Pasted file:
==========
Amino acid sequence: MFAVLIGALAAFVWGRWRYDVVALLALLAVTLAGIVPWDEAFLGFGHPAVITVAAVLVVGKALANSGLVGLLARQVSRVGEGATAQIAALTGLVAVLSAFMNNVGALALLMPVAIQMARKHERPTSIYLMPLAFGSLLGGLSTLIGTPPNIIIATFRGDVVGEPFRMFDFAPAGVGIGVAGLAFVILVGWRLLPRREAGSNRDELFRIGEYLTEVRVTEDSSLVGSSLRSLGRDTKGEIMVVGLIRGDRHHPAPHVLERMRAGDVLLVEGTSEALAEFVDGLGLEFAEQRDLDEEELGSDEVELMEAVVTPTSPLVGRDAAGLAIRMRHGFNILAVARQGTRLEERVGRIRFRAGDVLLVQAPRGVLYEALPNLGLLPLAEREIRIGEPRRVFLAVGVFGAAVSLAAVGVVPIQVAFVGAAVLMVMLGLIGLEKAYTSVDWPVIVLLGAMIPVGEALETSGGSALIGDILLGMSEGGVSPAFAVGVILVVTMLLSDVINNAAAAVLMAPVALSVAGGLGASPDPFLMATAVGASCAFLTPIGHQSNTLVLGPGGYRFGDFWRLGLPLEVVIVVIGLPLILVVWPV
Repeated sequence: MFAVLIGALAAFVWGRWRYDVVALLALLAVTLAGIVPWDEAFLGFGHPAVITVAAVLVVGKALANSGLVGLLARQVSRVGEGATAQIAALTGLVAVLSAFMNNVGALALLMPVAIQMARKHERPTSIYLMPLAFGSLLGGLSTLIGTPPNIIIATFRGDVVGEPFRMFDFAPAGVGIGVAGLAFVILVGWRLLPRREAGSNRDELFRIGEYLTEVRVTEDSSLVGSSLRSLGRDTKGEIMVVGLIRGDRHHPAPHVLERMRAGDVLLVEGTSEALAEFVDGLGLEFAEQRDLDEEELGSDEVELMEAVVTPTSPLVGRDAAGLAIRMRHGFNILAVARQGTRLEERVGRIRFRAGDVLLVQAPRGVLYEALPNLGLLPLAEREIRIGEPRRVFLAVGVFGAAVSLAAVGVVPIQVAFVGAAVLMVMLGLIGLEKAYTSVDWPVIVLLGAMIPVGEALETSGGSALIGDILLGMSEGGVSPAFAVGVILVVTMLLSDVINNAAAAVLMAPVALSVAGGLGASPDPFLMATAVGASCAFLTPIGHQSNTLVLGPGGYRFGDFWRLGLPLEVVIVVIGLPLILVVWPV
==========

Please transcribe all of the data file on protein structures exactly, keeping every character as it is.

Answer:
Amino acid sequence: MFAVLIGALAAFVWGRWRYDVVALLALLAVTLAGIVPWDEAFLGFGHPAVITVAAVLVVGKALANSGLVGLLARQVSRVGEGATAQIAALTGLVAVLSAFMNNVGALALLMPVAIQMARKHERPTSIYLMPLAFGSLLGGLSTLIGTPPNIIIATFRGDVVGEPFRMFDFAPAGVGIGVAGLAFVILVGWRLLPRREAGSNRDELFRIGEYLTEVRVTEDSSLVGSSLRSLGRDTKGEIMVVGLIRGDRHHPAPHVLERMRAGDVLLVEGTSEALAEFVDGLGLEFAEQRDLDEEELGSDEVELMEAVVTPTSPLVGRDAAGLAIRMRHGFNILAVARQGTRLEERVGRIRFRAGDVLLVQAPRGVLYEALPNLGLLPLAEREIRIGEPRRVFLAVGVFGAAVSLAAVGVVPIQVAFVGAAVLMVMLGLIGLEKAYTSVDWPVIVLLGAMIPVGEALETSGGSALIGDILLGMSEGGVSPAFAVGVILVVTMLLSDVINNAAAAVLMAPVALSVAGGLGASPDPFLMATAVGASCAFLTPIGHQSNTLVLGPGGYRFGDFWRLGLPLEVVIVVIGLPLILVVWPV
Repeated sequence: MFAVLIGALAAFVWGRWRYDVVALLALLAVTLAGIVPWDEAFLGFGHPAVITVAAVLVVGKALANSGLVGLLARQVSRVGEGATAQIAALTGLVAVLSAFMNNVGALALLMPVAIQMARKHERPTSIYLMPLAFGSLLGGLSTLIGTPPNIIIATFRGDVVGEPFRMFDFAPAGVGIGVAGLAFVILVGWRLLPRREAGSNRDELFRIGEYLTEVRVTEDSSLVGSSLRSLGRDTKGEIMVVGLIRGDRHHPAPHVLERMRAGDVLLVEGTSEALAEFVDGLGLEFAEQRDLDEEELGSDEVELMEAVVTPTSPLVGRDAAGLAIRMRHGFNILAVARQGTRLEERVGRIRFRAGDVLLVQAPRGVLYEALPNLGLLPLAEREIRIGEPRRVFLAVGVFGAAVSLAAVGVVPIQVAFVGAAVLMVMLGLIGLEKAYTSVDWPVIVLLGAMIPVGEALETSGGSALIGDILLGMSEGGVSPAFAVGVILVVTMLLSDVINNAAAAVLMAPVALSVAGGLGASPDPFLMATAVGASCAFLTPIGHQSNTLVLGPGGYRFGDFWRLGLPLEVVIVVIGLPLILVVWPV